News from Dara Tolchin!

We are proud to announce that SEPAL alumna, Dara Tolchin, has a new position in the Philadelphia College of Osteopathic Medicine program!

Tolchin received her Bachelor’s Degree in Biology with a Physiology concentration from San Francisco State University then went on to receive her Master’s Degree in Biology at Drexel University.

News from Aileen Castro!

We are proud to announce that SEPAL alumna, Aileen Castro, has a new position at MyoKardia as a Research Associate!

Castro received her Bachelor’s Degree in Biology with a Physiology concentration from San Francisco State University. She has a prominent history of working in the hospital and health care industry, while also demonstrating substantial research experience.

News from Kathryn Barretto Husain!

We are proud to announce that SEPAL alumna, Kathryn Hussain, has recently been offered a tenure-track Biology Professor position at Madera Community College Center. She has accepted the position!

After receiving her MS Biology, Hussain has gone on to lecture BIOL230, Introductory Biology I; BIOL101, Human Biology; BIOL211, Microbiology and Public Health Laboratory at San Francisco State University.

Dax Ovid

Dax Ovid, PhD


Research Interest

At SEPAL, I am studying how students respond to classroom experiences. These classroom experiences include non-content Instructor Talk, Scientist Spotlights, and more. My research contributes inclusive and culturally-responsive practices for both biology and data science in higher education.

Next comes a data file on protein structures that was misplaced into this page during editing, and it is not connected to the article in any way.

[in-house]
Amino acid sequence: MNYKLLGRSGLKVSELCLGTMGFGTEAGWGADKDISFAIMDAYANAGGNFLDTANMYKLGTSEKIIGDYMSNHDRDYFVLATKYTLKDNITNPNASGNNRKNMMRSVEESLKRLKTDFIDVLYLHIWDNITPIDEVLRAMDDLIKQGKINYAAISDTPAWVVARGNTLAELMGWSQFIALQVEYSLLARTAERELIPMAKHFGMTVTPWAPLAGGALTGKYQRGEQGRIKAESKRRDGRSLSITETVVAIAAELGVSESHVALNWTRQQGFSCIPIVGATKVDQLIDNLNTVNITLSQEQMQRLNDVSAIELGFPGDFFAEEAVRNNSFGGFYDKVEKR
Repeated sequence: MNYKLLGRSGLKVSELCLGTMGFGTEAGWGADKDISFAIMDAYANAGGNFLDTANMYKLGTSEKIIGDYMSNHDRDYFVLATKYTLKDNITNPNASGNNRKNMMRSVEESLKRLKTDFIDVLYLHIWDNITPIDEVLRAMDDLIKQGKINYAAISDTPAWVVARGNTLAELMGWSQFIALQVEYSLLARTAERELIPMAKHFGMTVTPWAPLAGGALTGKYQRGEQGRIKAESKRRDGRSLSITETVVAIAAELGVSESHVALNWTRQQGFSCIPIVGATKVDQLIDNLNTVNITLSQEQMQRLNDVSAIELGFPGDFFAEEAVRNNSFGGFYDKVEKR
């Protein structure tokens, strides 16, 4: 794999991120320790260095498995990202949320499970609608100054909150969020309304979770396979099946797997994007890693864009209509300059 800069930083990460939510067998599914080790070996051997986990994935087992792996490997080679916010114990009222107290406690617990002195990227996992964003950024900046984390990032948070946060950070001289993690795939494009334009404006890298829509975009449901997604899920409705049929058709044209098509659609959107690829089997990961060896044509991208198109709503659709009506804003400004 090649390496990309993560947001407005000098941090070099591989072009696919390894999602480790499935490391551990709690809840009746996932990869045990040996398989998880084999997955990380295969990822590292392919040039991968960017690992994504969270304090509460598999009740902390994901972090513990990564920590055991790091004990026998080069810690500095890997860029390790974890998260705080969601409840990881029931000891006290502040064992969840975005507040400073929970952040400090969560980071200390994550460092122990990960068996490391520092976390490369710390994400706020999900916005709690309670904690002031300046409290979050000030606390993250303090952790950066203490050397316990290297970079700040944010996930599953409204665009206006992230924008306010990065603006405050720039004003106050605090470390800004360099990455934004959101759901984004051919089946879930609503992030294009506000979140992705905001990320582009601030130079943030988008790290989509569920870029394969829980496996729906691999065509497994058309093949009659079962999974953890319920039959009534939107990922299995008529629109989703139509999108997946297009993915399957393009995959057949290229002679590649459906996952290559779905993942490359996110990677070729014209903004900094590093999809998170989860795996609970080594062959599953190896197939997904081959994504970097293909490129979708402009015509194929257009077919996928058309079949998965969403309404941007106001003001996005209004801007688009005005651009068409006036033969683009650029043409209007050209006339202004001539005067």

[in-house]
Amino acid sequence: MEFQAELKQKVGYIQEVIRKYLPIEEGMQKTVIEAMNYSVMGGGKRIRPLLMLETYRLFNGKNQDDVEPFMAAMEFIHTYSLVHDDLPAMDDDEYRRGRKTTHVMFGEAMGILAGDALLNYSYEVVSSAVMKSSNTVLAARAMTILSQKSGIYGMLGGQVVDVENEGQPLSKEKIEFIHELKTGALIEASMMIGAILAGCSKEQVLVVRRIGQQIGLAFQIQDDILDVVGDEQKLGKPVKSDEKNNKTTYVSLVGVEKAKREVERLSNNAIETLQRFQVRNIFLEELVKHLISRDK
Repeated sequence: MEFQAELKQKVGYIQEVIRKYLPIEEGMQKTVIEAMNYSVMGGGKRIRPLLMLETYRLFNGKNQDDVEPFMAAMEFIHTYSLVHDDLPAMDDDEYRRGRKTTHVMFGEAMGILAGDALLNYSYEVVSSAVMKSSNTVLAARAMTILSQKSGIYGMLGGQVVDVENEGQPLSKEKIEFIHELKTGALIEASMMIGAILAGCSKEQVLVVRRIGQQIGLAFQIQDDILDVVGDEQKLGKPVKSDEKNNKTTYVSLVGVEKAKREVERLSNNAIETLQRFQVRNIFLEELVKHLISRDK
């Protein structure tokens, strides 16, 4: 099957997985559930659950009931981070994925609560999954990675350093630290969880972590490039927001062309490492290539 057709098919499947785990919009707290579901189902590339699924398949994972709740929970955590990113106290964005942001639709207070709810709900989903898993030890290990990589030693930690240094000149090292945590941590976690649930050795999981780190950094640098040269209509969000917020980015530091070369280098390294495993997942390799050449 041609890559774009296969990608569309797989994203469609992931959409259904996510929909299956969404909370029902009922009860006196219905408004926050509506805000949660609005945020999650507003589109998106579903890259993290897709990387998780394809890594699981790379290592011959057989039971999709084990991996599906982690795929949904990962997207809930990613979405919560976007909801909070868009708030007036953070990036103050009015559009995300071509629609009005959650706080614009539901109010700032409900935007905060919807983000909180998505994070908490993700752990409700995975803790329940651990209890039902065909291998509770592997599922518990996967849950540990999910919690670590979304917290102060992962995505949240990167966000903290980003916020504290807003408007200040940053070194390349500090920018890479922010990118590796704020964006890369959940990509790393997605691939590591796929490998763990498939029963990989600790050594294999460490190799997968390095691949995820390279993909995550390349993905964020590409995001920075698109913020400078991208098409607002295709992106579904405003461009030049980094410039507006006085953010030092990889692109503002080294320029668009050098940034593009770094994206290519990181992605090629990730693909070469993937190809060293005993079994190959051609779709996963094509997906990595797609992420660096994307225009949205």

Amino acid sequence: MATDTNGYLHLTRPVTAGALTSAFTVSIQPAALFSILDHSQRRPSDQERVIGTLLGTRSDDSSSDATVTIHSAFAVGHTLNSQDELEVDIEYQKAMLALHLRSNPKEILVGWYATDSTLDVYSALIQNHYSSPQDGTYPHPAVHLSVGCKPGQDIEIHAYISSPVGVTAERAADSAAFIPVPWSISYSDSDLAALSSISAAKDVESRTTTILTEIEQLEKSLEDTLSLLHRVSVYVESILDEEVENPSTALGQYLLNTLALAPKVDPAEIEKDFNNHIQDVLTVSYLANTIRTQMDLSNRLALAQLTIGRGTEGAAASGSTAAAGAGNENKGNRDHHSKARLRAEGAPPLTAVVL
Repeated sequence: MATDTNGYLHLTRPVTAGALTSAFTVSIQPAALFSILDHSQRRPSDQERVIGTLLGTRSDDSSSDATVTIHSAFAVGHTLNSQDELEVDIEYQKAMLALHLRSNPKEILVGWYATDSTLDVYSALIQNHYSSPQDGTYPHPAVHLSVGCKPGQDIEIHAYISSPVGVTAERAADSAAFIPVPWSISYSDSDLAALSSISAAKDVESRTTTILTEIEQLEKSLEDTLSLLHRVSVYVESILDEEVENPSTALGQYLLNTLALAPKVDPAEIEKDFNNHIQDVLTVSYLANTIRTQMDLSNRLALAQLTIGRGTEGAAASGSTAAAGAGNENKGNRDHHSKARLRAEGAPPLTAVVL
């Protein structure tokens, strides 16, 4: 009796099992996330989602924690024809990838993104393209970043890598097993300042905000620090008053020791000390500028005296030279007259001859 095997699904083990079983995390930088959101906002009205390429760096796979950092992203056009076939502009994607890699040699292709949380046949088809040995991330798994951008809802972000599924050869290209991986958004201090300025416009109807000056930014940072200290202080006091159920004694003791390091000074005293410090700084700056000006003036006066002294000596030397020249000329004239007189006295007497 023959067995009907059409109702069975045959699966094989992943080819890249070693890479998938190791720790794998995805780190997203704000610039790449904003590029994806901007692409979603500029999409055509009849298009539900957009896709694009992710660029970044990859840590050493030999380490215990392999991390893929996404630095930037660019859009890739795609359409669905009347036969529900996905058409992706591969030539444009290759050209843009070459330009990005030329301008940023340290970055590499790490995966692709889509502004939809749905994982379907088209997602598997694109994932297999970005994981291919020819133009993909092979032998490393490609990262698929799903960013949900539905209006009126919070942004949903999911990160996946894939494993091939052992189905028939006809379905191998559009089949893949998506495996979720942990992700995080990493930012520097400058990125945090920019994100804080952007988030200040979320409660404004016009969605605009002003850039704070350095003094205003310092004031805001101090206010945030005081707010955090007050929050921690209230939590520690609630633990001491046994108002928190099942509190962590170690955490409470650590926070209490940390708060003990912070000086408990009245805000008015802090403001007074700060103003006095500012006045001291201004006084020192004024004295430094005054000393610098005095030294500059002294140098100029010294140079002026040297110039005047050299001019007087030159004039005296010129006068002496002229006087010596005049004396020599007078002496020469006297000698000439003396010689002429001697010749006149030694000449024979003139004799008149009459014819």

About Me
I grew up in Sacramento, California and also lived in Oregon, Washington, and Montana. With an appreciation for the natural world and a curiosity about birds, I chose to study Integrative Biology at UC Berkeley, where I pursued research in avian reproductive neuroendocrinology and focused on the role of melatonin in seasonal reproductive timing. My graduate and postdoctoral career extended to studies in mammals and amphibia. 
Beyond my interest in biological research was my fascination with the culture and pedagogy of science. I took courses in Data and Ethics, Curriculum Theory, Critical Pedagogy, and Critical Race Theory and saw the bridge between efforts in different academic disciplines and in the sciences to support equitable and inclusive representation and engagement. 
While taking courses in different departments, I noticed how identity and personal characteristics were both central in my social science courses. In biology, human experiences of race, sex, gender, ethnicity, ability, and sexuality seemed to never come up in the classroom. References to humans felt like references that were constrained to a norm that did not represent the variance of the human population, unless a professor went out of the way to make such a connection. The more I learned about the history and sociology of science, the more I imagined connecting these ideas to the science we were learning.